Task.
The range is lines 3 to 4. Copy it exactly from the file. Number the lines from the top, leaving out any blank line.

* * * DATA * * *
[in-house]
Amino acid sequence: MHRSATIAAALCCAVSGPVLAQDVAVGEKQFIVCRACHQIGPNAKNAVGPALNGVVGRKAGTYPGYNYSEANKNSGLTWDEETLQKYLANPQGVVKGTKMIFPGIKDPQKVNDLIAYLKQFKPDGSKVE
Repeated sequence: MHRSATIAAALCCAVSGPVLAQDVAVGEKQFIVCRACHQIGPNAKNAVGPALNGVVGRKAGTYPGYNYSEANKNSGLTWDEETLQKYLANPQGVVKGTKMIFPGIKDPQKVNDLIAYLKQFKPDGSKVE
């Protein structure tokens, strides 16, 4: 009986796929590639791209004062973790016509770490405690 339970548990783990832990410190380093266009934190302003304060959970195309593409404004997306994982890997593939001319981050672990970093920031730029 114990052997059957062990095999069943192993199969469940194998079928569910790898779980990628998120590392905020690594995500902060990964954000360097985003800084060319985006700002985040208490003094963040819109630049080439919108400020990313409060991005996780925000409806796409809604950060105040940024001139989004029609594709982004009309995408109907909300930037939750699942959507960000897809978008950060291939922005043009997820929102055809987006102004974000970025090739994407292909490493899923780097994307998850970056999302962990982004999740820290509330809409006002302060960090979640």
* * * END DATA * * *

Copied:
Repeated sequence: MHRSATIAAALCCAVSGPVLAQDVAVGEKQFIVCRACHQIGPNAKNAVGPALNGVVGRKAGTYPGYNYSEANKNSGLTWDEETLQKYLANPQGVVKGTKMIFPGIKDPQKVNDLIAYLKQFKPDGSKVE
């Protein structure tokens, strides 16, 4: 009986796929590639791209004062973790016509770490405690 339970548990783990832990410190380093266009934190302003304060959970195309593409404004997306994982890997593939001319981050672990970093920031730029 114990052997059957062990095999069943192993199969469940194998079928569910790898779980990628998120590392905020690594995500902060990964954000360097985003800084060319985006700002985040208490003094963040819109630049080439919108400020990313409060991005996780925000409806796409809604950060105040940024001139989004029609594709982004009309995408109907909300930037939750699942959507960000897809978008950060291939922005043009997820929102055809987006102004974000970025090739994407292909490493899923780097994307998850970056999302962990982004999740820290509330809409006002302060960090979640």